In April 2010, oil tanker Deep Horizon spilled over 650 million liters of oil in the gulf of New Mexico. The outcome of this ecological disaster could not be measured up in simple numbers. After the disaster, in an attempt to counter the toxic influence of petroleum, BP decided to spray oil dispersants over the affected area. According to a study, BP’s dispersant was ineffective against oil spill.
Normally, the outcome of such of an event can only be described as being catastrophic. Numerous species of aquatic life forms were affected by the toxic effects of the petroleum. Bu the worst is still to come!
Recent research into the matter have come up with a more disturbing fact. It seem that the dispersing agent used to counter the effects of petroleum, by the name of Corexit 9500, was proven be more toxic than the oil spill itself.
According to the published by a couple of scientists, from the University of Georgia, the dispersing agent is determining the oil to sink even further into the ocean. When the two compounds are combined, it forms an even toxic substance.
The same paper states that the wildlife is more affected by Corexit 9500 than by the original oil spillage. Scientists explain that wildlife mortality has increased to nearly 52 percent in the region. Due to the fact that the dispersing agent breaks down the oily mass into small plaques, it makes easier for wildlife to ingest the substance.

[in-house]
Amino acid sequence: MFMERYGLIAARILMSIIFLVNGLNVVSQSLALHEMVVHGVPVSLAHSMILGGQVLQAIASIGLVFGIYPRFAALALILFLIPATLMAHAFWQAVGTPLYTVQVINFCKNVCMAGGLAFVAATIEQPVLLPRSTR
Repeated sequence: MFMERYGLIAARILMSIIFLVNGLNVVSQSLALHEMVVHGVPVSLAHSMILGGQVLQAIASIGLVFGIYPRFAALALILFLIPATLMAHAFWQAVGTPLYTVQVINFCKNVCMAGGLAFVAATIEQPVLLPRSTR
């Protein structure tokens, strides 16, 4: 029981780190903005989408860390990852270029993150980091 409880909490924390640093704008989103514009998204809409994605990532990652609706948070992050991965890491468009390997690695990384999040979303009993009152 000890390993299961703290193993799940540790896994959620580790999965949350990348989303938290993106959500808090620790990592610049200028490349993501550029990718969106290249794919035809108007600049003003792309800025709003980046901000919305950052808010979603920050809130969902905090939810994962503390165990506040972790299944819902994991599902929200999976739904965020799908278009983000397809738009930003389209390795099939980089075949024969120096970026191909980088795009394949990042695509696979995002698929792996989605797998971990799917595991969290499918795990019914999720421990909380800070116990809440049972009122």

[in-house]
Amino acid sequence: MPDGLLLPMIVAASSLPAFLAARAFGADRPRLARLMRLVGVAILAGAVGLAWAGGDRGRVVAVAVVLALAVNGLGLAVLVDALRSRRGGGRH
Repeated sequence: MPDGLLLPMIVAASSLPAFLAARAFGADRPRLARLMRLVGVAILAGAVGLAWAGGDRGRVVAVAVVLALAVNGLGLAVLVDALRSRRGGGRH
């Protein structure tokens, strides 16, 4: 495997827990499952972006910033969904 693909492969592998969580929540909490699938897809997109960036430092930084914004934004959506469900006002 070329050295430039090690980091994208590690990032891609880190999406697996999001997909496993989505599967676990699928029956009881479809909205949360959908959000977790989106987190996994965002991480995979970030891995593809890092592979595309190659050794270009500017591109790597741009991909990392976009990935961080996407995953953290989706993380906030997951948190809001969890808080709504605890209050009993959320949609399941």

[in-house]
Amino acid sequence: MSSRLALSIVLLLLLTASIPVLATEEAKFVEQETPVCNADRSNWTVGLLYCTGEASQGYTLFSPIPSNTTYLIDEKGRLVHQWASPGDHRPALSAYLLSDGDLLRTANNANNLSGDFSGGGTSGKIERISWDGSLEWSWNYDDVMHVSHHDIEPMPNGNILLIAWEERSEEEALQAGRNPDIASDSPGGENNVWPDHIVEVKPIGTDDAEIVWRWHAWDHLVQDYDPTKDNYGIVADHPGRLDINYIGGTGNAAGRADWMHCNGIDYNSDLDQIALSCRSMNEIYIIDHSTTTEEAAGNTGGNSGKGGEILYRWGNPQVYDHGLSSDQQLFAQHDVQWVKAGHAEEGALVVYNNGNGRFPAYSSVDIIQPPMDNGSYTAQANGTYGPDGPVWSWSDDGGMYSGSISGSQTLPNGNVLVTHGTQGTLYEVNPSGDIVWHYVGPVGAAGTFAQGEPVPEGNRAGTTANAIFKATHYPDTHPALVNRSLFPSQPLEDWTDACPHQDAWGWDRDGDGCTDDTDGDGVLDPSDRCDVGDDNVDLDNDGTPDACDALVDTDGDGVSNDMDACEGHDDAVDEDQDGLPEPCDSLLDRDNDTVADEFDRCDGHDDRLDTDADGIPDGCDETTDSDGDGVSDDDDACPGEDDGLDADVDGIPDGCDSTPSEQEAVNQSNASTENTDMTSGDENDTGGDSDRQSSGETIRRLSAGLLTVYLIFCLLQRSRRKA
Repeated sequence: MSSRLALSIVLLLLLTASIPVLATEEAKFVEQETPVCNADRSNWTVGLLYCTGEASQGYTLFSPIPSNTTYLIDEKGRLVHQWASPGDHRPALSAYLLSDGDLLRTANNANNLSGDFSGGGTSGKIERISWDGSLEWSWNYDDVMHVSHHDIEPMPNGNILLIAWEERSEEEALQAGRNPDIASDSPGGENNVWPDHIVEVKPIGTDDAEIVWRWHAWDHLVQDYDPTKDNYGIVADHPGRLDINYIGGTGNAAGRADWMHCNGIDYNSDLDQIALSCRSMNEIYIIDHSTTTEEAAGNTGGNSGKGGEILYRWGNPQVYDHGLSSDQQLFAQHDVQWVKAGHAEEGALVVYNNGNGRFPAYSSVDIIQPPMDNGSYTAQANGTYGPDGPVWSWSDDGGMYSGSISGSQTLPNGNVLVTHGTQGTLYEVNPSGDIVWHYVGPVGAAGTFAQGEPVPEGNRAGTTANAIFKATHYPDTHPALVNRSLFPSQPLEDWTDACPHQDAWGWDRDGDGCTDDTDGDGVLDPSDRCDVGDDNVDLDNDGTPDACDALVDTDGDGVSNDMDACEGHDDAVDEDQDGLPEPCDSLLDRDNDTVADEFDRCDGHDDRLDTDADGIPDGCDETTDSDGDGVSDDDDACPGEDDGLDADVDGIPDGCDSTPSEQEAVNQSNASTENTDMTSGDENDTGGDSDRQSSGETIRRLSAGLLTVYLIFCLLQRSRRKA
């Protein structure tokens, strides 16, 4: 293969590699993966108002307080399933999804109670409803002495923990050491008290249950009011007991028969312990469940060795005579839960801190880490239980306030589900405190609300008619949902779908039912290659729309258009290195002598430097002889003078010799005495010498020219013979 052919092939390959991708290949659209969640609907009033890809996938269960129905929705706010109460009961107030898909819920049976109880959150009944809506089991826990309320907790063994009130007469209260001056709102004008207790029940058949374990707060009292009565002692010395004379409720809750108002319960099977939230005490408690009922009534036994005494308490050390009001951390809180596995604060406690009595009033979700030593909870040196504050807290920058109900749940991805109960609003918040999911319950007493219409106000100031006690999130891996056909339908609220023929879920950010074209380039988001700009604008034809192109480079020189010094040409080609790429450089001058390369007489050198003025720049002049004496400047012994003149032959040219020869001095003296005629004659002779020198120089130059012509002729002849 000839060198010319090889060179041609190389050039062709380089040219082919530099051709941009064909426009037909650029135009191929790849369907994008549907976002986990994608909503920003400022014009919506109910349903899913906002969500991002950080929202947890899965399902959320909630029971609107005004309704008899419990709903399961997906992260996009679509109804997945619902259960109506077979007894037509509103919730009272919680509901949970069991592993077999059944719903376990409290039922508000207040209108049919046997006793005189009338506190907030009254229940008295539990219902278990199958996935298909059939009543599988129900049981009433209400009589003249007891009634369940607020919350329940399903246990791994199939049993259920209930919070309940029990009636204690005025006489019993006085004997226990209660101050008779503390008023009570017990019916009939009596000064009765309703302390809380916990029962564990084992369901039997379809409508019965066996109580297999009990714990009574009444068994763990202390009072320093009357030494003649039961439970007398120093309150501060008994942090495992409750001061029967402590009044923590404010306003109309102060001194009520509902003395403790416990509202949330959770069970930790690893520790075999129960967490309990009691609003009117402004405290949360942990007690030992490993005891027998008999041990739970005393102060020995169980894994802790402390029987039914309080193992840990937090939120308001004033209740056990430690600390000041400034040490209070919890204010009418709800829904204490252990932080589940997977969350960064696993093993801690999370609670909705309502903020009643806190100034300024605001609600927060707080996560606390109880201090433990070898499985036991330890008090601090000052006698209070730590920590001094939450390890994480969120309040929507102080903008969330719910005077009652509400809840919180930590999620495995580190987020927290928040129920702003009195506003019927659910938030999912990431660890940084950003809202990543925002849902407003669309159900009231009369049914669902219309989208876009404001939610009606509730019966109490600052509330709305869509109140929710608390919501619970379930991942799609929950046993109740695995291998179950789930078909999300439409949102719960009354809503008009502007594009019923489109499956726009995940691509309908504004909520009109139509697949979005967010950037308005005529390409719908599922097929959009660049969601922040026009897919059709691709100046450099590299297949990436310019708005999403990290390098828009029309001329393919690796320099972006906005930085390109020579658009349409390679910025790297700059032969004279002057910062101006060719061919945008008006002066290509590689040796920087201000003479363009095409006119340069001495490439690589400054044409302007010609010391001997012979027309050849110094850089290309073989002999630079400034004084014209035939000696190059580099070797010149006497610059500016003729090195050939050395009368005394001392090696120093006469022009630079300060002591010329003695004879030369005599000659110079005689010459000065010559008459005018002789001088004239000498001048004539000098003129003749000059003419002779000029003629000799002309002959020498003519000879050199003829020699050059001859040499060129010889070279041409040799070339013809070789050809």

The general idea of the actions taken by BP was to help the bacteria inhabiting the ocean to eat out the oil that floated on the surface. Contrary to their beliefs, the effect of endeavor has proven to be more noxious to the ocean flora and fauna than the petroleum.
In order to generate a working hypothesis, the team of scientists tested out water samples. A part of them contained petroleum and the rest contained a mixture of oil and dispersant agent. Nearly 50000 bacteria, endemic to the Gulf of Mexico, were tested to see how they behave in such an environment. In each case, the result would remain the same.
The bacteria were unable to eat out the oil droplets. Moreover, it seems that the effect of the new intermix seems to be cumulative. The substance itself is building up on the ocean’s surface, poisoning nearby flora and fauna.
When faced with scientific facts, representatives from BP remained silent, saying afterwards that they thought they were doing the good thing.